Dishonest campaigns and deceptive electioneering are distasteful staples of the American political diet.
Unfortunately, they’ve also become political junk food in San Luis Obispo County.
Nationally, we expect candidates to distort truth, fabricate controversy, claim they talk to Jesus, wrap themselves in the flag and whatnot.
Here at home, we’re still getting used to such nonsense.
An example of this political perfidy is a recent column by John Peschong, featuring words from San Luis Obispo Mayor Jan Marx distorted to make it appear she disrespects emergency workers.
“ Marx criticized our local emergency responders,” Peschong wrote. “She claimed our responders are not ‘trained or equipped’ to protect our communities in the face of an emergency.”
While the surgically extracted quote is technically correct, the distortion is devious.
Marx wrote an op-ed arguing our first responders aren’t ready for massive oil train bombs of the kind exploding back east.
Her actual words: “Our emergency responders are simply not funded, trained or equipped to deal with a disaster of the magnitude threatened by this project. If there were an oil disaster in our community, we taxpayers would be stuck with the bill for firefighting, hazardous material cleanup and repair of infrastructure.”
Marx was right: Proponents of the Phillips 66 rail spur project haven’t addressed how communities up and down the line would prepare or pay for such emergencies.
The Tribune ran Marx’s quote in context right next to Peschong’s piece. This spared us having to Google her op-ed to confirm she’d been taken grossly out of context.
Peschong perniciously twisted her words to make it look like he and like-minded “conservatives” side with first responders while “liberal” Marx doesn’t — and, by inference, nor do oil train opponents.
Offended readers responded: “You really have to work hard to misconstrue Jan Marx as criticizing our local firefighters,” wrote one. Another objected: “ you spun Mayor Marx’s valid concerns into something nasty to score some cheap political points. That’s pure sleaze .”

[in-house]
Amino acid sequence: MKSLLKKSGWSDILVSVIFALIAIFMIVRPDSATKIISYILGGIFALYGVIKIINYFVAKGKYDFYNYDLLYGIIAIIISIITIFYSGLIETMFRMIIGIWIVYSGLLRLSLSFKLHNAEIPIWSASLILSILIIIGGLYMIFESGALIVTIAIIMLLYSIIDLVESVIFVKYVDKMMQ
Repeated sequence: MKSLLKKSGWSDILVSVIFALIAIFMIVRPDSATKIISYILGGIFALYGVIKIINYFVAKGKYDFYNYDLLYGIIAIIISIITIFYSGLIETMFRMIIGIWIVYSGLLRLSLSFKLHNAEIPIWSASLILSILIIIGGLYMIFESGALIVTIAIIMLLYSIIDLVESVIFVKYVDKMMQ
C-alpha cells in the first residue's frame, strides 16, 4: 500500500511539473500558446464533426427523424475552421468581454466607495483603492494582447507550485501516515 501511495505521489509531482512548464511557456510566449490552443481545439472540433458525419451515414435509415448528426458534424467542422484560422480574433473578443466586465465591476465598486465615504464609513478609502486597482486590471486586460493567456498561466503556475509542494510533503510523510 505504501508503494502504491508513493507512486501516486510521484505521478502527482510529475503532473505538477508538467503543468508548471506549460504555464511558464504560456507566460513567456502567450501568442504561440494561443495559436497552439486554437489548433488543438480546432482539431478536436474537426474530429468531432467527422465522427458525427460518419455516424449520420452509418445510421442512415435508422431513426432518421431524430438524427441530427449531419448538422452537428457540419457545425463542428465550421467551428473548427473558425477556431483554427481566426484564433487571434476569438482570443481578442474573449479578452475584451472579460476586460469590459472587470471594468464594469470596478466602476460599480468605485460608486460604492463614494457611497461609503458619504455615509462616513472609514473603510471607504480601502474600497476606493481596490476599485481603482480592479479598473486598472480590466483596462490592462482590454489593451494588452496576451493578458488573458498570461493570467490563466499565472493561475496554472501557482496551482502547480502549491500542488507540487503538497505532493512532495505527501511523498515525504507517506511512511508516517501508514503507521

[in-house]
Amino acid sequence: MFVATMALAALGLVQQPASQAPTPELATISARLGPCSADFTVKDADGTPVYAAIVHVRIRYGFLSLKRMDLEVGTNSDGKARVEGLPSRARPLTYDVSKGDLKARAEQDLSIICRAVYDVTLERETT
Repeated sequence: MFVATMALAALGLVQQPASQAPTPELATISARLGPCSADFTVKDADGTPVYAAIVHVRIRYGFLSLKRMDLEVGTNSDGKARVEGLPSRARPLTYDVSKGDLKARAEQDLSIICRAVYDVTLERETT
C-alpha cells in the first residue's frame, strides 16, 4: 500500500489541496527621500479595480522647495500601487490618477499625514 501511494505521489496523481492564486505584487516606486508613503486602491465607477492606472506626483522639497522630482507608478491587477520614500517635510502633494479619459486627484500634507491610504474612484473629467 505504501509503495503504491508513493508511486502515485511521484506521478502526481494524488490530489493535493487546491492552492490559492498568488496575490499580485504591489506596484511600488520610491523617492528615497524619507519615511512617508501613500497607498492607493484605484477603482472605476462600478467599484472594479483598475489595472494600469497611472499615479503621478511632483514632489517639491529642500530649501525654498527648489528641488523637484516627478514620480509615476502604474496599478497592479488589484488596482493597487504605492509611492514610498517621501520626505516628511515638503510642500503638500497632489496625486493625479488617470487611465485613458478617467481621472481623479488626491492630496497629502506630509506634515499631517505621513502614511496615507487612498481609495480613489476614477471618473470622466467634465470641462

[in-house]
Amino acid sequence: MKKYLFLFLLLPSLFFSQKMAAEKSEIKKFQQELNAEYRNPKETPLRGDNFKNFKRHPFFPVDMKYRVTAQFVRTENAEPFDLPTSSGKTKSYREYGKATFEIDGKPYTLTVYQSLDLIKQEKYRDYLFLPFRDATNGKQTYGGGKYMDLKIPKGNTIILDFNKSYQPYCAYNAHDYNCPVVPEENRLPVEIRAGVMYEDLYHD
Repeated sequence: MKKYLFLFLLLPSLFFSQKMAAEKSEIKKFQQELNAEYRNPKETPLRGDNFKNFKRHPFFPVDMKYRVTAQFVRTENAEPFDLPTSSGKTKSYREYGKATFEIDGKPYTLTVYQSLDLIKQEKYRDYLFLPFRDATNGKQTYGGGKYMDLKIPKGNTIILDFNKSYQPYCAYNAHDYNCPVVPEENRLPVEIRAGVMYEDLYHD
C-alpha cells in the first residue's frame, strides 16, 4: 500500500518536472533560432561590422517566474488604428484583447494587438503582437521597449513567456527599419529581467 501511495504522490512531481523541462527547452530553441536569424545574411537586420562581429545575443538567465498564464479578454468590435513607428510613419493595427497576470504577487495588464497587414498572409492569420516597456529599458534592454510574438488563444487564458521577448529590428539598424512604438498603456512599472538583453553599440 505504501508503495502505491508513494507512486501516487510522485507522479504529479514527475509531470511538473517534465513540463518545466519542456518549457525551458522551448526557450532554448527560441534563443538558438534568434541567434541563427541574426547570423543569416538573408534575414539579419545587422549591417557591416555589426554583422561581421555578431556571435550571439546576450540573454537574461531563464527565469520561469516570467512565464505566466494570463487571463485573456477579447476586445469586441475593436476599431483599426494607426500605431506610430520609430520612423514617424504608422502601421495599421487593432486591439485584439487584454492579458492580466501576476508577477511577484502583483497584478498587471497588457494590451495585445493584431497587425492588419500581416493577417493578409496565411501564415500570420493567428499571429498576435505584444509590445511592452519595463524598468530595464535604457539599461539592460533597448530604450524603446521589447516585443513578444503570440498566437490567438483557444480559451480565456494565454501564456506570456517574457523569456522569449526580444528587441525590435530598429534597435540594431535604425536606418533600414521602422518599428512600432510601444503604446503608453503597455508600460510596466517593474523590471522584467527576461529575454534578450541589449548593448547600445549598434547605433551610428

Calumny isn’t limited to columnists.
Congresswoman Lois Capps proffered an egregious misrepresentation in 2014 with a TV spot that practically murdered the meaning of the words of her opponent, Chris Mitchum.
The ad featured Mitchum saying, “I do not intend to go to Washington, D.C., to represent the 24th District.” His full statement: “I do not intend to go to Washington, D.C., to represent the 24th District to bring back baseball fields, that’s not why I am going. I am going to fight for my country .”
Mitchum’s defamation lawsuit against Capps was dismissed, but the smear seriously damaged Capps’s “nice” image.
When Debbie Arnold ran for supervisor in 2012 against incumbent Jim Patterson, she battered him with a series of disgraceful distortions. (Peschong was a consultant for Arnold. I was a consultant for Patterson.)
For example, Arnold accused Patterson of voting to pay a local government agency director an “exorbitant” salary by mischaracterizing his employment package (pay, health insurance, retirement contributions) to look as if it was all take-home pay, and that the employee received benefits on top of that.
That the employee’s name was dragged through the muck for purposes of pure political demagoguery was dismissed by the Arnold campaign as mere collateral damage.
Arnold also accused Patterson of voting to raise sales taxes and vehicle fees. Not true.
Patterson’s was 1 of 5 votes to approve a state legislative platform for the San Luis Obispo County Board of Supervisors, which included support for modifying the vote threshold for local taxes from two-thirds to 55 percent.
An identical distortion was leveled by Lynn Compton against appointed incumbent Supervisor Caren Ray, who provided 1 of 5 votes for a legislative platform supporting a similar vote threshold for Proposition 13. Compton accused Ray of voting to raise property taxes, a naked untruth.
Arnold and Compton both won. The distortions worked. So we should expect more insidiousness next election from the same crew.
Arnold has her own record to defend in 2016, a record as unprincipled as her campaign. Recall her vote for a gravel mine just outside Santa Margarita over objections from nearly the entire community. And she’ll have to explain her obstruction of any solution to the water crisis in the North County.
How Arnold’s opponent handles these facts will be a telling measure of that campaign’s morality. The truth is damaging enough — no affront to decency is necessary.
Distortions, fabrications, half-truths — we’re being force-fed large helpings of these empty calories in our SLO County political diet.
Some will consume this gruel with gusto. Those who care about our civic well-being won’t.
It’s past time to demand healthier fare on our local political menus.